Daily Life in Sumer (Day 2) Specialization and Trade, Pleasing the Gods, and Social Structure
Do Now • What does division of labor mean? What are social classes? What are some of the jobs Sumerians had?
Specialization and Trade • When people specialized, they learned all of the information and skills necessary to do one job well. Then, people traded their services or the goods that they made with others.
Managers and Government Officials • Supervised the work of others. They oversaw irrigation, building projects, and the storage and distribution of food. • Also responsible for schools and tax collection.
Scribes • Most officials were specially trained as scribes. • Scribes kept records, wrote letters for others, and wrote down stories and songs.
Craftworkers • Used natural resources to make everyday objects and luxury goods
Jewelers • Used lapis lazuli, a highly prized blue stone, to fashion necklaces
Carpenters • Built ships out of wood brought from other places • Ships were used to carry goods up and down the Tigris and Euphrates rivers
Merchants • Bought and sold goods to make a living • Sumerian merchants traded within the Fertile Crescent and even as far away as the Mediterranean Sea. • Sumerians traded what they had in surplus – wheat, barley, and metal tools. In return, they got resources they wanted, including wood, salt, precious stones, and raw copper and tin.
Other Jobs • A few people trained to become priests, government officials, doctors, and scribes • Weavers, potters, stonemasons, leatherworkers, bricklayers, and metalworkers
Pleasing the Gods • Sumerians worshipped gods, or deities, that they believed could control nature. • In hopes of avoiding natural disasters, they offered gifts of animals, fruits, and grain to the deities. • They hoped their gifts would persuade the deities to protect them.
Pleasing the Gods • Sumerians believed in thousands of gods. The most important were the air god Enlil, and the water god, Enki, who was also the god of wisdom. Enlil Enki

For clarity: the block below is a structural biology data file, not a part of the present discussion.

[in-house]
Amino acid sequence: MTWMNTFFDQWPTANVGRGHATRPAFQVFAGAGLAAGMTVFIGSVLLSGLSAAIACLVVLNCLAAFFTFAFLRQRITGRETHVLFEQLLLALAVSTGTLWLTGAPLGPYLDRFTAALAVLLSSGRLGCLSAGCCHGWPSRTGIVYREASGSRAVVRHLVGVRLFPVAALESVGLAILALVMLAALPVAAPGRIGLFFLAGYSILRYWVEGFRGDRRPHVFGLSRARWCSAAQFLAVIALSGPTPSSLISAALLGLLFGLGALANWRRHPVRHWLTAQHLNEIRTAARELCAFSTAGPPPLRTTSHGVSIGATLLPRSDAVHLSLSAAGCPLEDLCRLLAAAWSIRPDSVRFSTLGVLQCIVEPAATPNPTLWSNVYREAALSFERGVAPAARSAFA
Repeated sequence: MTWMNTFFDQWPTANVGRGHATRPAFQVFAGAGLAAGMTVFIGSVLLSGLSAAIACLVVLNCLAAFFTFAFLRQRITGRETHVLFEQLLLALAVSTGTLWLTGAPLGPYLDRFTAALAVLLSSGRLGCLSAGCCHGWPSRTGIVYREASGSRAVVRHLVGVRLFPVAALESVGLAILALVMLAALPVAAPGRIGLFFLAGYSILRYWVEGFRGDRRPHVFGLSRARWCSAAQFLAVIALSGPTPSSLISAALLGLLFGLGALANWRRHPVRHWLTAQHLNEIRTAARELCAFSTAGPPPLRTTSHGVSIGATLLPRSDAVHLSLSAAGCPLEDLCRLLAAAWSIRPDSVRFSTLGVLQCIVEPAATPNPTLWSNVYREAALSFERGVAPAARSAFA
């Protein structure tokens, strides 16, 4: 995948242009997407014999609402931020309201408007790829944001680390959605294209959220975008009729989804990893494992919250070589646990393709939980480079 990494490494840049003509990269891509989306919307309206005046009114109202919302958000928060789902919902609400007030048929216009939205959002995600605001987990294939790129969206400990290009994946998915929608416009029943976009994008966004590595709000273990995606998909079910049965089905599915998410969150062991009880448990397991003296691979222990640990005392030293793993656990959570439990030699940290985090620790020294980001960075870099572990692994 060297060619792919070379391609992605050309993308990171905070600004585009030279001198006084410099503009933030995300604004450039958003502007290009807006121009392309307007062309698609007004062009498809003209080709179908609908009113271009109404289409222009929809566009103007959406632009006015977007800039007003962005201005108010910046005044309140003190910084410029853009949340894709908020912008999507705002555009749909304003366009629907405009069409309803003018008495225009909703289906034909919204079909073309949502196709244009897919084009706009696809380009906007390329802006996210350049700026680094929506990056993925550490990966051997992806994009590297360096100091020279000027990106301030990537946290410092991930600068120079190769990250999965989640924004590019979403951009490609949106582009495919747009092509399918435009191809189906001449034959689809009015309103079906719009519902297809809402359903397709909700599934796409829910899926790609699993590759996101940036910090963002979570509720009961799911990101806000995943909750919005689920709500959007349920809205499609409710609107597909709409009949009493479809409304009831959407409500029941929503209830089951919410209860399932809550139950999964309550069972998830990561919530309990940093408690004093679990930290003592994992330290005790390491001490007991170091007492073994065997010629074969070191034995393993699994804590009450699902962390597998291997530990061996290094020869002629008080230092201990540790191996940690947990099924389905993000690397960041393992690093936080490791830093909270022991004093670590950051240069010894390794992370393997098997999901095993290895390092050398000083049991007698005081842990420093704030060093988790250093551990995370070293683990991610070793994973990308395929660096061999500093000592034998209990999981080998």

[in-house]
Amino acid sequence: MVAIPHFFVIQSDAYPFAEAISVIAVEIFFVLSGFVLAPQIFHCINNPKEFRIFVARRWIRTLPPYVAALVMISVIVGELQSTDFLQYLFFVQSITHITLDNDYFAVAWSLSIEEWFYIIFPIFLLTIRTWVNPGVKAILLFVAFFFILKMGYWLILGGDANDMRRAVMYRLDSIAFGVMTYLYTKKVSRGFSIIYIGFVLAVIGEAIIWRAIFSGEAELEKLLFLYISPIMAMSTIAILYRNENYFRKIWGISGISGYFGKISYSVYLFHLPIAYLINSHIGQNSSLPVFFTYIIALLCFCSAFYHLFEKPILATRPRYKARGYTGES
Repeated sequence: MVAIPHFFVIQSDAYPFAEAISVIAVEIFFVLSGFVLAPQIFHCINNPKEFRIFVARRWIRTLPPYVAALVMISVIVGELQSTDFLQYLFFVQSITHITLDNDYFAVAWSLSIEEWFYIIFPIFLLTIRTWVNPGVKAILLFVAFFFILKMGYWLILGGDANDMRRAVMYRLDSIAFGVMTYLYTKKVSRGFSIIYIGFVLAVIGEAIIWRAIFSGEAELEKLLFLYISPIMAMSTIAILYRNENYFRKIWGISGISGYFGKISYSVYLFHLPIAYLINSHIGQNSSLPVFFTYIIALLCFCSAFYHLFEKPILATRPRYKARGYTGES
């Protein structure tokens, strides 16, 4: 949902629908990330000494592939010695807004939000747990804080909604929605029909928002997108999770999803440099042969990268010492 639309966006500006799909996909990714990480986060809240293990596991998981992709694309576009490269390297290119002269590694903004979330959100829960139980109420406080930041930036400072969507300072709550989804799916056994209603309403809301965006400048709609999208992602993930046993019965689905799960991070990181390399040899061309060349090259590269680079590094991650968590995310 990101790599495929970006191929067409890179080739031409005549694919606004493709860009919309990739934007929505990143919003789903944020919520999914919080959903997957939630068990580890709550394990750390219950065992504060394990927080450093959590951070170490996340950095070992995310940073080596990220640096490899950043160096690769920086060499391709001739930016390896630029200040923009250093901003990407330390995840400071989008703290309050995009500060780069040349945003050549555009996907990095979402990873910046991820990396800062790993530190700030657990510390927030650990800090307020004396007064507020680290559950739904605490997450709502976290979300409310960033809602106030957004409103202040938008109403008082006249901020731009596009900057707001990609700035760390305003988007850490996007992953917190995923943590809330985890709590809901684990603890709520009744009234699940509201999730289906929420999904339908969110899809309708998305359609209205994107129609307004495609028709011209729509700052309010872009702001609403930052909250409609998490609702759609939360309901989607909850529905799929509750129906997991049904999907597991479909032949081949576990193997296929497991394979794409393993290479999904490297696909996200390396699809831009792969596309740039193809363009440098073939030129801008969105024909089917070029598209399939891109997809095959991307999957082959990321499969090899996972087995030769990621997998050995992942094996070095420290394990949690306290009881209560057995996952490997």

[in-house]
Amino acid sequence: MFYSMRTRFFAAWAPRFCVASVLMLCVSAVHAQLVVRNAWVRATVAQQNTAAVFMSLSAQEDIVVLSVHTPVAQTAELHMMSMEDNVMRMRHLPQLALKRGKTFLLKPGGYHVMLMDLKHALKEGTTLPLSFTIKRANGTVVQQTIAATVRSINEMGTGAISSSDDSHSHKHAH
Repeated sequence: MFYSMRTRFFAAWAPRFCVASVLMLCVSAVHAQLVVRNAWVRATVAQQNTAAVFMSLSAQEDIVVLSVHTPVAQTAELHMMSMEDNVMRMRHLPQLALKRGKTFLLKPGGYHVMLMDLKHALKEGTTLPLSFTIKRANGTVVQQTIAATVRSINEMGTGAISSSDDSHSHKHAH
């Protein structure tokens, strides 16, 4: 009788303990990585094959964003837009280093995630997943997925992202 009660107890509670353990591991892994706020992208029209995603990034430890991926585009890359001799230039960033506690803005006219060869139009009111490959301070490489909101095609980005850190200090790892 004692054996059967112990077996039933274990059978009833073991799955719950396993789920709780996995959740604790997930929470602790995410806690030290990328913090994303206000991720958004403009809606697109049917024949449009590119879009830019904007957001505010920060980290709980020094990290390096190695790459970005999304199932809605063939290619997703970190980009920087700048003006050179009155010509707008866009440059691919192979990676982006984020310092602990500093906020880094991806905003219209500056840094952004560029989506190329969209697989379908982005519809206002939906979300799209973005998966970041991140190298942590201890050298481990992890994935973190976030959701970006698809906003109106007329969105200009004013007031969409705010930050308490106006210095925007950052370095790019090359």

Social Classes • Over time, ancient Sumerian society became divided into social classes, or groups with different levels of importance.
Highest Class • King and his family, nobles, priests, and military leaders
Middle Class • Merchants, scribes, craftworkers, and farmers (most belonged to this class). • Sumerians were not locked into a certain class for life, instead successful people could rise to a higher class
Women • Had more rights and freedoms than women in many other ancient civilizations • In addition to running their households, they could own property, run businesses, divorce cruel husbands, and train to be priestesses or scribes.
Slaves • Bottom of Sumerian society • Captured enemies in battle • Those who owed money could sell themselves into slavery. After working off their debt, they could buy back their freedom.
Sumerian Children Children in ancient Sumer enjoyed swimming in rivers and playing games. In the ruins of Sumer, archeologists have even found a board game that they call the Royal Game of Ur. Life for Sumerian children was not all fun and games. Before the age of ten, boys were usually sent to work with their fathers. Girls stayed home to help their mothers. In this way, they learned their adult roles. Boys from wealthy families attended school to learn reading, writing, and math. Few girls from wealthy families attended school.
Wrap Up • What were some of the jobs that Sumerians specialized in? • Why did Sumerians want to please their gods? • What were the social classes that made up their society?